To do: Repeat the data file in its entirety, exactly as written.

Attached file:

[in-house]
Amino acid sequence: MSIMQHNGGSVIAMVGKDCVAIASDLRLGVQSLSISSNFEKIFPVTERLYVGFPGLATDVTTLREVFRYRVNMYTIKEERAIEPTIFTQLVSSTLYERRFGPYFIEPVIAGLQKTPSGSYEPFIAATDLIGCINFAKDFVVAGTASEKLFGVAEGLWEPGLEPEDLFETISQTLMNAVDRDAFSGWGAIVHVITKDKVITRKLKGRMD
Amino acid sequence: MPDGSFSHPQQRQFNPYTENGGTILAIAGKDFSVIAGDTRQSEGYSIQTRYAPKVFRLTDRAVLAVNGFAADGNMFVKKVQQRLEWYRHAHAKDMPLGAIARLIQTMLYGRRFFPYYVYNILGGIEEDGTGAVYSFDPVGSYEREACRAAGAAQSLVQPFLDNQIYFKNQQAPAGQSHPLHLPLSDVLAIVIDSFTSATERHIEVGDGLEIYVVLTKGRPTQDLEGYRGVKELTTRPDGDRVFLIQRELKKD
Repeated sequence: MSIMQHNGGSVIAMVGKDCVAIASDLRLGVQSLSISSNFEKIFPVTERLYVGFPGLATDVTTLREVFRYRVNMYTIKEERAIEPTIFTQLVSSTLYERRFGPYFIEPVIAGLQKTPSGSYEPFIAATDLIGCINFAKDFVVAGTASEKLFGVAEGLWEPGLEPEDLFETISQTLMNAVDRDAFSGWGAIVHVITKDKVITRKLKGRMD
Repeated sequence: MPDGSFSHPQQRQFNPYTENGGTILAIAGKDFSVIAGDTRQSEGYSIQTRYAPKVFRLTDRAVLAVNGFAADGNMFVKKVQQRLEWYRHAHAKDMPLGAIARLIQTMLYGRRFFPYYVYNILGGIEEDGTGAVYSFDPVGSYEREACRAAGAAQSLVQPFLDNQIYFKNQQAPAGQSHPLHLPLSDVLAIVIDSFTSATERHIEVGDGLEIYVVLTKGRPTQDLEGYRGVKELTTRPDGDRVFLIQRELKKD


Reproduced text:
[in-house]
Amino acid sequence: MSIMQHNGGSVIAMVGKDCVAIASDLRLGVQSLSISSNFEKIFPVTERLYVGFPGLATDVTTLREVFRYRVNMYTIKEERAIEPTIFTQLVSSTLYERRFGPYFIEPVIAGLQKTPSGSYEPFIAATDLIGCINFAKDFVVAGTASEKLFGVAEGLWEPGLEPEDLFETISQTLMNAVDRDAFSGWGAIVHVITKDKVITRKLKGRMD
Amino acid sequence: MPDGSFSHPQQRQFNPYTENGGTILAIAGKDFSVIAGDTRQSEGYSIQTRYAPKVFRLTDRAVLAVNGFAADGNMFVKKVQQRLEWYRHAHAKDMPLGAIARLIQTMLYGRRFFPYYVYNILGGIEEDGTGAVYSFDPVGSYEREACRAAGAAQSLVQPFLDNQIYFKNQQAPAGQSHPLHLPLSDVLAIVIDSFTSATERHIEVGDGLEIYVVLTKGRPTQDLEGYRGVKELTTRPDGDRVFLIQRELKKD
Repeated sequence: MSIMQHNGGSVIAMVGKDCVAIASDLRLGVQSLSISSNFEKIFPVTERLYVGFPGLATDVTTLREVFRYRVNMYTIKEERAIEPTIFTQLVSSTLYERRFGPYFIEPVIAGLQKTPSGSYEPFIAATDLIGCINFAKDFVVAGTASEKLFGVAEGLWEPGLEPEDLFETISQTLMNAVDRDAFSGWGAIVHVITKDKVITRKLKGRMD
Repeated sequence: MPDGSFSHPQQRQFNPYTENGGTILAIAGKDFSVIAGDTRQSEGYSIQTRYAPKVFRLTDRAVLAVNGFAADGNMFVKKVQQRLEWYRHAHAKDMPLGAIARLIQTMLYGRRFFPYYVYNILGGIEEDGTGAVYSFDPVGSYEREACRAAGAAQSLVQPFLDNQIYFKNQQAPAGQSHPLHLPLSDVLAIVIDSFTSATERHIEVGDGLEIYVVLTKGRPTQDLEGYRGVKELTTRPDGDRVFLIQRELKKD